Could a blood test help you know your risk of these conditions?
Many mental health concerns are diagnosed and treated through a process of trial and error. For the one in four people worldwide who will suffer a depressive episode at some point in their life, this process can be challenging and long.
As scientists continue to study mental health issues like depression and bipolar disorder, a recent trial found a way to use a blood test to determine the severity of patients’ depression, their risk of developing severe depression in the future and their risk of bipolar disorder. The blood test may also help doctors determine what medication patients need.
“This is exciting news as it helps us move psychiatric diagnosis closer to objective measures,” said Dr. Munther Barakat, director of Behavioral Health Therapy at Aurora Psychiatric Hospital. “By having objective measures, it improves treatment and helps us measure a patient’s response to treatment.”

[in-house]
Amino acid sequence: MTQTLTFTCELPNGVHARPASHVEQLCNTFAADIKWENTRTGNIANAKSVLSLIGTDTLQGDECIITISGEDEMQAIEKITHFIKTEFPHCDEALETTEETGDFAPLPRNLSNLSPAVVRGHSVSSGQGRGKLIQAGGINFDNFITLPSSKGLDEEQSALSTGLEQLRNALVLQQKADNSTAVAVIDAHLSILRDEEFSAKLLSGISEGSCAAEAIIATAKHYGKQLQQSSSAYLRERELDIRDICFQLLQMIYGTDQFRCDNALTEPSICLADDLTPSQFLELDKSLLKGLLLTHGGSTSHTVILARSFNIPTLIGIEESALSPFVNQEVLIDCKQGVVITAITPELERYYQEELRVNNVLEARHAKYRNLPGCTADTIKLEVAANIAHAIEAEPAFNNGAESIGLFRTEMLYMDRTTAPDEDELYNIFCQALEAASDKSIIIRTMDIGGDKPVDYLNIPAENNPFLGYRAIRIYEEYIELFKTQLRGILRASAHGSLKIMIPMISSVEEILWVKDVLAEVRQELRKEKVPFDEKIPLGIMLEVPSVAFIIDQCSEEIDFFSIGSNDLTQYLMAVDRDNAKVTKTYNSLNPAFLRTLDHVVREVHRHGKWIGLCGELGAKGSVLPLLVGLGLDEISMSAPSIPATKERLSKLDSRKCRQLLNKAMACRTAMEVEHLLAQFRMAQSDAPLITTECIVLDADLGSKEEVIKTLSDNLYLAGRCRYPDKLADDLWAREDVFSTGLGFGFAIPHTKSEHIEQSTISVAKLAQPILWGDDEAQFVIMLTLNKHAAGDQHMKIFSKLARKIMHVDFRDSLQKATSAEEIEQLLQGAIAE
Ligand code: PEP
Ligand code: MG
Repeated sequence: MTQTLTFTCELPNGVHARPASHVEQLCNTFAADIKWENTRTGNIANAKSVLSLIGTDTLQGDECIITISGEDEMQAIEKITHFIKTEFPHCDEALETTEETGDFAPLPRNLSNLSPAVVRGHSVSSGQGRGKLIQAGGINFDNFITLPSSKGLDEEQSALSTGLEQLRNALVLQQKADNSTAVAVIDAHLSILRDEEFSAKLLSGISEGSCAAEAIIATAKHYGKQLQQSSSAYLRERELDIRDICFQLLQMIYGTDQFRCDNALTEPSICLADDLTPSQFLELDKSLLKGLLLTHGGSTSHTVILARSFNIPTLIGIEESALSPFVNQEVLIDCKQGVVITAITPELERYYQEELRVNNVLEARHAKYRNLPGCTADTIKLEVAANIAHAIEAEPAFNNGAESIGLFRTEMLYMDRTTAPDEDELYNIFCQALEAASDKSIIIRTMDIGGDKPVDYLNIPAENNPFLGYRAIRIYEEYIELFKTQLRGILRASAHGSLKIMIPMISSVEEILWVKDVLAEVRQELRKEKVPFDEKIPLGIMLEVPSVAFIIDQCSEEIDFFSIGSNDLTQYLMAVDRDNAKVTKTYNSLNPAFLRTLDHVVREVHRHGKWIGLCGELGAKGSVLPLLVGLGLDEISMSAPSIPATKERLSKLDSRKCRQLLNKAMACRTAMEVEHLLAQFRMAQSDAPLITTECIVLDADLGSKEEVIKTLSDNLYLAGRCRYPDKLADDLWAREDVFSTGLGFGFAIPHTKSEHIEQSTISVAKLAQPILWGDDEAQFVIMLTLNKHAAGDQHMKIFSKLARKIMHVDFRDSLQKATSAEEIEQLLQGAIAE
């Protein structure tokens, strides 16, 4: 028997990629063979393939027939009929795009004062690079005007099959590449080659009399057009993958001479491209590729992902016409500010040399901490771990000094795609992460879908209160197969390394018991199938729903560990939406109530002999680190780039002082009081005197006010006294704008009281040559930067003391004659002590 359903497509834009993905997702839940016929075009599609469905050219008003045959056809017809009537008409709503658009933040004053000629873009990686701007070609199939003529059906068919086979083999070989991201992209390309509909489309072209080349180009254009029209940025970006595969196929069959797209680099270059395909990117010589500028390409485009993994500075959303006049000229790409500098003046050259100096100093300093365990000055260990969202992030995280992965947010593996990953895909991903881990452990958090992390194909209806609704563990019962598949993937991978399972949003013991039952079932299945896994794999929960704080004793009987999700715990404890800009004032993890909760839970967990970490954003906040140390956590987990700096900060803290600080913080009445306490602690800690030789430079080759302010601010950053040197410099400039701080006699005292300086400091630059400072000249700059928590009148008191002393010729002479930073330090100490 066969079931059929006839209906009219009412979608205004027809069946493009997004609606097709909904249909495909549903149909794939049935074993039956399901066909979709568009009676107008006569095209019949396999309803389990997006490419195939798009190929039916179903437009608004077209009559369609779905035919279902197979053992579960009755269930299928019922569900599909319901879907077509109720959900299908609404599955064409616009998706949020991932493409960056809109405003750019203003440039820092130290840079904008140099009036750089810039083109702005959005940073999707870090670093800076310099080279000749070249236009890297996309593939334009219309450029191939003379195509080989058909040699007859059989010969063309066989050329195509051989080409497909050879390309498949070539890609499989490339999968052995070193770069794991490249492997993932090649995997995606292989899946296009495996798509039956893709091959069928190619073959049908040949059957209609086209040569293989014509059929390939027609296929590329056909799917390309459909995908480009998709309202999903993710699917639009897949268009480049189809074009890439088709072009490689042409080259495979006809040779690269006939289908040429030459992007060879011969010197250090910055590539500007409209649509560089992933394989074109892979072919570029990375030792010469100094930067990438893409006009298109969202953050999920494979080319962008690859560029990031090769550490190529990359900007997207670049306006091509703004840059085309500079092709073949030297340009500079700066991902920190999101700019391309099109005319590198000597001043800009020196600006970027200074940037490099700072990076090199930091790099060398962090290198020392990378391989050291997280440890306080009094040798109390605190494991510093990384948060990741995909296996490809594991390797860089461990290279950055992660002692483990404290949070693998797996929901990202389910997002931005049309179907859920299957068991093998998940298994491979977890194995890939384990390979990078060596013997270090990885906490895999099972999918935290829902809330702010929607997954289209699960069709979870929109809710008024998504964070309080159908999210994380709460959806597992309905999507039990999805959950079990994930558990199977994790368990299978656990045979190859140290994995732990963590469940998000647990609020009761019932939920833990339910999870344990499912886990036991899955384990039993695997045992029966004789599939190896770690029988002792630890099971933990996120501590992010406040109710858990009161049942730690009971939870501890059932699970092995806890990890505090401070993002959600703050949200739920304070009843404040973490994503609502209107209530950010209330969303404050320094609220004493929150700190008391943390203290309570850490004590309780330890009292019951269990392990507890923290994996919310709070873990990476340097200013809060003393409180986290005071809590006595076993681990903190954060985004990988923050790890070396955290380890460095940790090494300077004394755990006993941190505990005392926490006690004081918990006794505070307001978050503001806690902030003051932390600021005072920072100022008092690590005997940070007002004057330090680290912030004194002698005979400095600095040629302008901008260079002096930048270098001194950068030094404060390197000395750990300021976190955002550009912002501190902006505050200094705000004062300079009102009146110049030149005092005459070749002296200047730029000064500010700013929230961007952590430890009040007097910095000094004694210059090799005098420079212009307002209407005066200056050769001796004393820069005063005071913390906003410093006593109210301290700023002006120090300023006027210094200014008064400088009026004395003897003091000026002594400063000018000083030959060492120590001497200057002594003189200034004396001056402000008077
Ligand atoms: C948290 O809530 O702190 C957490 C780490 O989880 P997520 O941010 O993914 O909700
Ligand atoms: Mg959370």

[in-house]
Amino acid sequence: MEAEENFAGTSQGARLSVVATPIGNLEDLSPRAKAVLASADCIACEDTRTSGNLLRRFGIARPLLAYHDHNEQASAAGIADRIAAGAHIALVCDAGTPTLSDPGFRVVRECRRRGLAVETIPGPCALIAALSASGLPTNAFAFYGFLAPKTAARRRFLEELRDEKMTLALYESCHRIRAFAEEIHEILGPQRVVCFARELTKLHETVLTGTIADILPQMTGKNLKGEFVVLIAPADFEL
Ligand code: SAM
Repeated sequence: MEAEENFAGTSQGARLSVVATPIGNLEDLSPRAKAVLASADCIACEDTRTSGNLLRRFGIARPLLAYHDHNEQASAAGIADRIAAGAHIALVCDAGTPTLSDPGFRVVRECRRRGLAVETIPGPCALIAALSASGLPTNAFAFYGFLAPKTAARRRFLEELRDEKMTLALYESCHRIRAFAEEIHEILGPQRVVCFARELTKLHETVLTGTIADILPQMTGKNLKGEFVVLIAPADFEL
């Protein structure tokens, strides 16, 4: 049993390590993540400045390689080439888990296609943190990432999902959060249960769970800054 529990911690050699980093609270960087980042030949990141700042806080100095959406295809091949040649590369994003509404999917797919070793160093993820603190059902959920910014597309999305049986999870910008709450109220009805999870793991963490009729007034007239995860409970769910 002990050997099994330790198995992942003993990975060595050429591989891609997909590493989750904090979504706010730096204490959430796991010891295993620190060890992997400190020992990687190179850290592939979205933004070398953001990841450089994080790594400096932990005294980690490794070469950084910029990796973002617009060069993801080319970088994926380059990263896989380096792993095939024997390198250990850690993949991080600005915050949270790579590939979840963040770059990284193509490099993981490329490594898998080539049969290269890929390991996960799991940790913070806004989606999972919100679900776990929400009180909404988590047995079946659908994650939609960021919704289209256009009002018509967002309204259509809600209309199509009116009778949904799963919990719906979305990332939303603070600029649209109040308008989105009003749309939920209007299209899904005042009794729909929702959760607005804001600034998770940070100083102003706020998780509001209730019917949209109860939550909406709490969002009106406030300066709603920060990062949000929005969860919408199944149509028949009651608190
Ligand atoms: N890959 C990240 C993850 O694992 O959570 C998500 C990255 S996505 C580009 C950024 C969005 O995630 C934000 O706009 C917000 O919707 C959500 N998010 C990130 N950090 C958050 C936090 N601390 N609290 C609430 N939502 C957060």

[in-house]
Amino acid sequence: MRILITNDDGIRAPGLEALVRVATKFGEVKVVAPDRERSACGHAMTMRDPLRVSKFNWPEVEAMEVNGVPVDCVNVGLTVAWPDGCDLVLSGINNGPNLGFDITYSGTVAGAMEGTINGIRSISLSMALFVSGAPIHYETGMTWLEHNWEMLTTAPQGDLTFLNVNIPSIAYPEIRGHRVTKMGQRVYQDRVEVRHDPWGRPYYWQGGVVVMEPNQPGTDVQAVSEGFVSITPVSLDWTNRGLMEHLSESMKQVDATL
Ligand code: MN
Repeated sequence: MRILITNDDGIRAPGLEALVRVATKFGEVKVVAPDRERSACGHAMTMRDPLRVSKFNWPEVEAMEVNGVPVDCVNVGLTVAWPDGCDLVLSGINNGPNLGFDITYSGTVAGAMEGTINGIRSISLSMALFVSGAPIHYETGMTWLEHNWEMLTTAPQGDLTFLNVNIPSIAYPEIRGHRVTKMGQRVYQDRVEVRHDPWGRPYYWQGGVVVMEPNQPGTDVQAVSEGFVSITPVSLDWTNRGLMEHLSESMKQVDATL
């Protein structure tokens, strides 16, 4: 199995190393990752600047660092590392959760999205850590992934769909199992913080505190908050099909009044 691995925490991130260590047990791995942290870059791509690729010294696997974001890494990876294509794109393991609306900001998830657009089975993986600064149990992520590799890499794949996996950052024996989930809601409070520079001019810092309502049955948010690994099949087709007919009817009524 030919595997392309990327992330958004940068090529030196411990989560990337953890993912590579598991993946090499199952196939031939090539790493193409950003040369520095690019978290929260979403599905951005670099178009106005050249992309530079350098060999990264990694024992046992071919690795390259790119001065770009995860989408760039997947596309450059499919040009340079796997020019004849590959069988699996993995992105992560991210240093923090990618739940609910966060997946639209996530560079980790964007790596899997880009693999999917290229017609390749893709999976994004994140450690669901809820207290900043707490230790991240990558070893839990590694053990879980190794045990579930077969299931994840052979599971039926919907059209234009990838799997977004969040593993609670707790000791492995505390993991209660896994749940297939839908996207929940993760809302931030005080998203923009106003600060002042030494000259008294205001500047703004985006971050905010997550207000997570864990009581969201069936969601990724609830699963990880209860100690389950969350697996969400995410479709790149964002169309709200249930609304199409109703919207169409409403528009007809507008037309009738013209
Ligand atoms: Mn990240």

Current ways to diagnose patients can be complicated, since many mental health concerns have similar symptoms. Physical ailments can even mask symptoms of a mental health disorder, making effective diagnosis and treatment even more difficult. It can also be challenging to figure out what kind of treatment would help the most without having solid information on how a patient is currently doing and how likely their condition is to get worse. The new test may be able to help.
There are common signs that someone might be struggling with a mental health disorder. If you are having a harder and harder time getting through each day, you should talk to your doctor. A decline in self-care or responsibilities falling through the cracks are other signs that you should look for. In general, taking care of yourself is always a healthy step.
“We can always be proactive in taking care of our mental health by being more diligent and mindful of engaging in self-care,” said Dr. Barakat. “It can help to make sure you are eating well, exercising and taking time to be involved in activities you enjoy. Learning and practicing mindfulness activities are also great ways to care for your own mental health.”
If you are concerned that someone you know may be struggling with their mental health, it’s important to stay connected with them. Make yourself available to support and be willing to listen.
About the Author
Ben Hoekstra is a public affairs coordinator with Advocate Aurora Health. He previously worked in marketing and PR for various Milwaukee nonprofits and received his master’s degree in Corporate Communications from Marquette University. He enjoys the outdoors, cooking, and all things Milwaukee.